Belgian Christmas Beer – Part 2

It's now been 10 days since the Belgian Christmas Beer started brewing and it's all calm at The Albion Tavern. The yeast seems to have done its stuff and the CO2 being produced has come down from an initial almost continuous bubbly fart to around one parp every minute. It's ready for the next stage.

Method (continued):
6. Remove the tube from the water and take it off the tap. Close the tap and gently place the cube into the dispensing box, with the tap on top.
7. Leave for another week, releasing the tap every so often to prevent a build-up of gas in the cube. You will see it getting swollen, so I tend to do it every morning. Then I get out of bed and release the tap on the cube. Ithangyew.

That's it for now. Part 3 to come in a week.

Tuesday, 15 November 2011

Treacle Tart

Treacle Tart
Does 1.25 litres of golden syrup sound like a lot to you? It does to me, but that's how much goes into this treacle tart recipe from The Fox Inn in Corscombe, Dorset. That's almost three of those green golden syrup tins from Lyle's. You know, the ones that look like mini tins of paint and the only way to get in to them is to lever a screwdriver under the lip of the lid. Three of them. If you don't fancy knackering your teeth, then a search of the web provides alternative recipes with less filling, but sod it, make this and invite all your neighbours over for a syrup fest (maybe not Hilda from No.43 – she'll never get her dentures apart again). The recipe from The Gastropub Cookbook says serves 4-6. Please ignore this if you don't want to have a coronary. Just look at the monster in the photo above – and then imagine having a quarter of that in one sitting. Madness.

For the pastry:
225g plain flour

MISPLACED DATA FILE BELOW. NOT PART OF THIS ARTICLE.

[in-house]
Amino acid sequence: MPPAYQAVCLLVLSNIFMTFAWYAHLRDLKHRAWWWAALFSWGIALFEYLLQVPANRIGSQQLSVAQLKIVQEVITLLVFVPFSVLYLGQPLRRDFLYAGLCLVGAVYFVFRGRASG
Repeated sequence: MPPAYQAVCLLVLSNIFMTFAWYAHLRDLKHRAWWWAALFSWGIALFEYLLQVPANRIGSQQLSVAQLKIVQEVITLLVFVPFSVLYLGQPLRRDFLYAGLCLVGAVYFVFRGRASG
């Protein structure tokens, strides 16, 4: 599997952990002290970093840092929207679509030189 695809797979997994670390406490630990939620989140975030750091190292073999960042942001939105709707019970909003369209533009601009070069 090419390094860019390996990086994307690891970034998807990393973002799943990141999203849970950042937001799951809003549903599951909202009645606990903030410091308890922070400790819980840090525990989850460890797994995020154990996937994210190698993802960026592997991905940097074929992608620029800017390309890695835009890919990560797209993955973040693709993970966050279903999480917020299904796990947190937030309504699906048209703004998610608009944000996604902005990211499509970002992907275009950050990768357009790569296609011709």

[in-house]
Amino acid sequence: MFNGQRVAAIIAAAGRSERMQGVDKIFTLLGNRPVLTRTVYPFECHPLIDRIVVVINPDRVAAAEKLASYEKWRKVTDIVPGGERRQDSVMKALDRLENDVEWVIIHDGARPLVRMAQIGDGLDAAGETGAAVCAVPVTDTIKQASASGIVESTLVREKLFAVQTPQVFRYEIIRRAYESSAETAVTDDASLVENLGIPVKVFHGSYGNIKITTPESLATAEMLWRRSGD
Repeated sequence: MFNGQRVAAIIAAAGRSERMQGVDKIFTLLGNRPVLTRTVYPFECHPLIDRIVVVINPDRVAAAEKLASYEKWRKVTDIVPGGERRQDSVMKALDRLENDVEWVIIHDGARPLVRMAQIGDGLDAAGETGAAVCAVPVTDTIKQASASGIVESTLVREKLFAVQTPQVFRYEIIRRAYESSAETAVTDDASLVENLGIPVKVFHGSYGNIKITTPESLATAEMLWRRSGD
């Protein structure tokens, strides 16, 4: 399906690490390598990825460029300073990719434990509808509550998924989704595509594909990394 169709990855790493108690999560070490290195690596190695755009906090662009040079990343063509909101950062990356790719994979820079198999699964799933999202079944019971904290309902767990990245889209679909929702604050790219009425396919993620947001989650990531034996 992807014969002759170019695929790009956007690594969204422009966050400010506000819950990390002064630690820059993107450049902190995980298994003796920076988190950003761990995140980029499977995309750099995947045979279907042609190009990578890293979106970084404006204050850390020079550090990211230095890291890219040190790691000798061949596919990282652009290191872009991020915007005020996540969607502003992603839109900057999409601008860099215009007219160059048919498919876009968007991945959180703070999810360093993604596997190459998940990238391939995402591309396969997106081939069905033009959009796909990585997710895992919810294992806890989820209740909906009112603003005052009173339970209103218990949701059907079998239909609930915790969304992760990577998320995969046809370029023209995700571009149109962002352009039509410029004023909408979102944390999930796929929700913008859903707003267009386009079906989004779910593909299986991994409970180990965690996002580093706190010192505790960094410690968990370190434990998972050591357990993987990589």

115g unsalted butter, chilled and diced
1 medium egg yolk
40ml cold water

For the filling:
1.25 litres golden syrup
1 unwaxed lemon, zest and juice
1 medium egg
225g coarse white breadcrumbs

1. First make the pastry. Put the flour and butter in a food processor and whizz until breadcrumbs.
2. Mix in the egg yolk and cold water to make a stiff dough. Wrap in clingfilm and chill for 30 minutes.
3. Preheat the oven to 170C/325F/gas 3. Spoon the syrup into a bowl. Add the remaining filling ingredients and stir well. The lemon stops the tart from being too sweet.
4. Lightly butter a 23cm tart dish. Roll out the pastry into a circle 3mm thick and 5cm bigger than the dish. Lift the pastry into the dish and push gently to fit.
5. Add the tart mixture and trim any excess pastry. Bake in the preheated oven for 30 minutes, or until the tart is golden. Serve hot or cold with cream or crème fraîche (I preferred the tart completely cool).

Monday, 14 November 2011

White Bread

White Bread
What's the best hangover cure? A fry-up? Raw eggs with Tobasco? Last's night's kebab remnants. Maybe you're one of those people (let's call them alcoholics for argument's sake) that just like to get right back on it, starting with the half-drunk can of stale lager next to the bed. Oh, there seems to be a fag end in it. And I'm not sure this is even beer... Well forget these losers (ok, maybe not the fry-up) 'cos there's a new kid in town – freshly baked bread. Seriously, what can be better than breaking into a just-out-the-oven loaf and smearing it with lashings of butter and jam? Or how about that Sunday morning favourite of thick slices of bread, crispy bacon and a generous dollop of Tommy K? Bread is pretty easy to make, uses three ingredients (four if you include water), and vigorously kneading dough for 10 minutes is better than any Asprin. Ok, it might take a bit of patience while waiting for the dough to rise, but you're gonna be spending the first hour of the day dry-heaving in the bathroom, and the second trying to combat that swooping paranoia from the night before. Here's Paul Hollywood's recipe for the perfect loaf from The Great British Bake Off. Makes two medium loaves.